Iqra Shaikh recently attended a disaster response deployment with IRUSA. She graduated from UC Berkeley and founded Major Probs, an organization dedicated to inspiring and empowering students globally. She reflects on her experience with ReliefLab.
A few weeks ago, I had the honor and privilege of volunteering as a part of a Disaster Response Team aiding those impacted by the Orville Dam evacuations and the San Jose flooding. This experience opened my eyes and made me realize a few things—here are a few of my reflections and thoughts.
1. Humanity Transcends All Religions
I have always believed in this notion, but it is something that I have rarely seen in action. Here I am defining religion as a way of life. A way of life which may or may not conform to a set of certain set of principles, rules, regulations, guidelines, regions, and/or identities. While volunteering, I had the privilege of meeting people from different religious backgrounds and walks of life. People who, on a regular basis, I would not have the opportunity to associate with. This included former members of the military, congregants of the Southern Baptist Church, Hindus, Jews, Sikhs, Atheists, Muslims, and everything in between. The only thing that these folks appear to have in common is their desire to help others. A duty which was not taken lightly.
2. Not All Heroes Wear Tights and It Really Does Take a Village
The response to these disasters was truly a village coming together. Our team brought up donations from the South Bay and the surrounding regions. People flew in from all over the country, leaving the comfort of their family and homes to sacrifice their time and energy. Supplies brought in from all over the USA provided food and shelter. Each person who donated an item, resources, or their time is a hero. What I realized is this: people have good intentions and even if they cannot physically be there, their spirit and well wishes can. I just want to give a shout out to all the volunteers who worked 12 hours shifts. It is mentally and physically exhausting, and they all have my utmost respect and admiration for doing it day after day.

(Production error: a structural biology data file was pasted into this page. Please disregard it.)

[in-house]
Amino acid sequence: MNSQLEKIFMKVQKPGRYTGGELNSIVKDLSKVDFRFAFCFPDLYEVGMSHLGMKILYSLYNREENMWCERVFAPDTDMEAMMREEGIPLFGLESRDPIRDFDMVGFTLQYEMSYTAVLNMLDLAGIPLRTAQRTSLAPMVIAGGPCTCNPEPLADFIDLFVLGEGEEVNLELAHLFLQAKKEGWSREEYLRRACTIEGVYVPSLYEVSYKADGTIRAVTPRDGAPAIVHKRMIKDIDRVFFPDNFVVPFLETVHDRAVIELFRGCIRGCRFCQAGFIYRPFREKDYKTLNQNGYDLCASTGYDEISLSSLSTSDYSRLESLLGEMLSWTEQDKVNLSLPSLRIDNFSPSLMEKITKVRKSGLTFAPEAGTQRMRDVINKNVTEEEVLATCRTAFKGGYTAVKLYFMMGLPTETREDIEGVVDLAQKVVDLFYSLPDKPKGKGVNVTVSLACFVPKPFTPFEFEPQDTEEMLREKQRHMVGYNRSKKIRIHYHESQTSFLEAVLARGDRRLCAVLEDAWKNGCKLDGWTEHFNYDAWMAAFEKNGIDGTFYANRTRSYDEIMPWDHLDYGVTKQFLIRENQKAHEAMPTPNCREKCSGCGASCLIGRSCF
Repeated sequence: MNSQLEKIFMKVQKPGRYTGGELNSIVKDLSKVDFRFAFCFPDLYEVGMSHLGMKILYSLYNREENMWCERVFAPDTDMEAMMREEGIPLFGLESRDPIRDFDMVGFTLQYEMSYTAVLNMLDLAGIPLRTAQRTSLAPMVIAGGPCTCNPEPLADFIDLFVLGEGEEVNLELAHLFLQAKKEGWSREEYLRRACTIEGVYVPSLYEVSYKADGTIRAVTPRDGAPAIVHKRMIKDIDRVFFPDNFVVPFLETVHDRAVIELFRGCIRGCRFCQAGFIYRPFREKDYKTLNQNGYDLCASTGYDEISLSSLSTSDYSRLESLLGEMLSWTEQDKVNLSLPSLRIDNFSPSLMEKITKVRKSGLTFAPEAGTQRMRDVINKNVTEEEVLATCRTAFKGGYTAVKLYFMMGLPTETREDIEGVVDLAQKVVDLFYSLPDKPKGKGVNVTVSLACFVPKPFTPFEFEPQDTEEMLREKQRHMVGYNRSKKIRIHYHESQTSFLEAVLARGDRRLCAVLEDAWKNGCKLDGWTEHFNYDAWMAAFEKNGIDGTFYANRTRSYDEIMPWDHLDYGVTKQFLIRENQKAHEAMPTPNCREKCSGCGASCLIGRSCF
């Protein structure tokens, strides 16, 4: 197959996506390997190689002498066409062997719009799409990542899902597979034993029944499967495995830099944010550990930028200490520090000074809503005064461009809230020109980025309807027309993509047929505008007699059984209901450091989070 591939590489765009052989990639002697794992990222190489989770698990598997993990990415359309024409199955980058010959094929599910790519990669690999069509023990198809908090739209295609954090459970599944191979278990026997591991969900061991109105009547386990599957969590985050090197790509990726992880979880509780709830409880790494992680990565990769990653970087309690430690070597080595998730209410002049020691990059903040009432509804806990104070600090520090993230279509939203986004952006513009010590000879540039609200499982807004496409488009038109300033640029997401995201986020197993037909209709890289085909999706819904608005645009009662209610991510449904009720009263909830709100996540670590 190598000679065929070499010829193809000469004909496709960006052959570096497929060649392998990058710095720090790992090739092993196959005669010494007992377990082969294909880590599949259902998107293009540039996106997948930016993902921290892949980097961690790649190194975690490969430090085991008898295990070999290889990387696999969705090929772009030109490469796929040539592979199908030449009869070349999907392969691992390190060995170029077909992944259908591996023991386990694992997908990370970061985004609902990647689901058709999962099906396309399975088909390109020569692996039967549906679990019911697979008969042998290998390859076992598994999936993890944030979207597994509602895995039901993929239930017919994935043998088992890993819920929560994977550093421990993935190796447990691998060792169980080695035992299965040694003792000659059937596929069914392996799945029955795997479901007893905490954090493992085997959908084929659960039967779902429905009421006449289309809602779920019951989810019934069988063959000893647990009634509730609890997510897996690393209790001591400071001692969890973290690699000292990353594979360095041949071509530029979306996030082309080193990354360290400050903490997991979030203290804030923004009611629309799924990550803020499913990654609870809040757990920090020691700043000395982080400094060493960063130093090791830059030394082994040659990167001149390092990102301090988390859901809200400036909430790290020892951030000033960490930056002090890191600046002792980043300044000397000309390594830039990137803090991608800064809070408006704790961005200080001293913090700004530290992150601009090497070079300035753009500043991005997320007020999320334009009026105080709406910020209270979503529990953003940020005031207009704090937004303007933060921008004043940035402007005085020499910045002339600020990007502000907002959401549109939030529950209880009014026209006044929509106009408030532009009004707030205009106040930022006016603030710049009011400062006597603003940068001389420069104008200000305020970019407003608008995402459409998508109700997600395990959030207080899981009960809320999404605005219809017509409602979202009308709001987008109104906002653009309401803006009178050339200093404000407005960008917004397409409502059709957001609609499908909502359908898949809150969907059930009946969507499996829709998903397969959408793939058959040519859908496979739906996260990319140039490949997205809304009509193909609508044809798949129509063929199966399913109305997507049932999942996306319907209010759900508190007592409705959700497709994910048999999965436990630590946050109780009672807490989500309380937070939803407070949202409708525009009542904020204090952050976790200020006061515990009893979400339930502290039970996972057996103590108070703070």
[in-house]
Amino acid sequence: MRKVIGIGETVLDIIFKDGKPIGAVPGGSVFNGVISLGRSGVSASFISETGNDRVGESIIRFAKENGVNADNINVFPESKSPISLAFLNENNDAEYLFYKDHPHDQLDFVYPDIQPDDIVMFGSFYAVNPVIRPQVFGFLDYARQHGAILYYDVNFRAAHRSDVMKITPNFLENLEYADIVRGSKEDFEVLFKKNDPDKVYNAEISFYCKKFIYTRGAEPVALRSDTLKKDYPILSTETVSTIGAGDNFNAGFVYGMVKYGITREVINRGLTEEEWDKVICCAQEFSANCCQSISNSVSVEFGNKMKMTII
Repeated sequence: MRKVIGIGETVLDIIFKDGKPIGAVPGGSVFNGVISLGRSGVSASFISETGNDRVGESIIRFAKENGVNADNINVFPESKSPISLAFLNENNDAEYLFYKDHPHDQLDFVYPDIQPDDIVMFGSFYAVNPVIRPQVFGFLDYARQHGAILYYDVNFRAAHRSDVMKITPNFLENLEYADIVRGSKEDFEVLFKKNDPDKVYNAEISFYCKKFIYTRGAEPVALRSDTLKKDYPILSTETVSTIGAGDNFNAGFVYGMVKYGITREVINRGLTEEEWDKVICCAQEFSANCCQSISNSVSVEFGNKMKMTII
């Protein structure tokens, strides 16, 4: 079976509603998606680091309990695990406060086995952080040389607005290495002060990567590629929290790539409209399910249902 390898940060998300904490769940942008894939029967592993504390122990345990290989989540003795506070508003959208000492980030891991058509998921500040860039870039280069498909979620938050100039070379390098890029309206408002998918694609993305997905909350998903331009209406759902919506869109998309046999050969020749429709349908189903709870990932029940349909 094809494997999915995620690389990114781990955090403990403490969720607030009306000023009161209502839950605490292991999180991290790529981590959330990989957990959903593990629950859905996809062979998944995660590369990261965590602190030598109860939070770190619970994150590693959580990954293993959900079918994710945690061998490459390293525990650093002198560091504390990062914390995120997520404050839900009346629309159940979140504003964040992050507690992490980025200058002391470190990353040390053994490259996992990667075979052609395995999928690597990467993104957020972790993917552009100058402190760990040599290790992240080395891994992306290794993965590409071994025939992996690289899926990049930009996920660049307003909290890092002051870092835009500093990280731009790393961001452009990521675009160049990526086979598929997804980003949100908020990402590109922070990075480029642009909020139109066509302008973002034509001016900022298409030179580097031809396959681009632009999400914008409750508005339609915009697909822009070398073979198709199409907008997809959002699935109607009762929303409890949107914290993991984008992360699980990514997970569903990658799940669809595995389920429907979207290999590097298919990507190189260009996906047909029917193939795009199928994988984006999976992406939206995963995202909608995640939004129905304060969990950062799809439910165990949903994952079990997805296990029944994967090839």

3. How Can We Prevent This?
While it is great seeing the community coming together like this, the real question is how can we prevent things like this from happening? Climate change will only worsen the impact of events like this and if we do not take precautionary measures, more people will be impacted in the future. From conversations I had with those who were impacted, I learned that there were very few alternatives. If we can come together to aid these people in disasters, what is preventing us from aiding them before these disasters occur? How can we work to provide alternatives?
These are not million dollar questions, these are the questions for over a million lives.